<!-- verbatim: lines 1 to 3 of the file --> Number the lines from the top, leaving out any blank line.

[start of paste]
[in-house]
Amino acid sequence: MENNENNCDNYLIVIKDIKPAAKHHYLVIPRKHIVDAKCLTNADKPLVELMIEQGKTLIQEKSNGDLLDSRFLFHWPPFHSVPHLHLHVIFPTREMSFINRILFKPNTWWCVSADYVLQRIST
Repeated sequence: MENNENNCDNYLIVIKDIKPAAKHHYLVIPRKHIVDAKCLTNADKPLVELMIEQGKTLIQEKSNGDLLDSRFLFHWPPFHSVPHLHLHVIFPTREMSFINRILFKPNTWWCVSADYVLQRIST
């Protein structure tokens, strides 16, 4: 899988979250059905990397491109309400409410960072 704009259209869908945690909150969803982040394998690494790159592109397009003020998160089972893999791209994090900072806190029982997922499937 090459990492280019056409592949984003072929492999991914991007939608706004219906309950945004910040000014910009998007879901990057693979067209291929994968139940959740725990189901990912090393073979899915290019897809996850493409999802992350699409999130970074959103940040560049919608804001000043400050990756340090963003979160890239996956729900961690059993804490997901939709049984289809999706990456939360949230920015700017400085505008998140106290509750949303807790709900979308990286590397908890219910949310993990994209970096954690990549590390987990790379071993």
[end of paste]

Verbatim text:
[in-house]
Amino acid sequence: MENNENNCDNYLIVIKDIKPAAKHHYLVIPRKHIVDAKCLTNADKPLVELMIEQGKTLIQEKSNGDLLDSRFLFHWPPFHSVPHLHLHVIFPTREMSFINRILFKPNTWWCVSADYVLQRIST
Repeated sequence: MENNENNCDNYLIVIKDIKPAAKHHYLVIPRKHIVDAKCLTNADKPLVELMIEQGKTLIQEKSNGDLLDSRFLFHWPPFHSVPHLHLHVIFPTREMSFINRILFKPNTWWCVSADYVLQRIST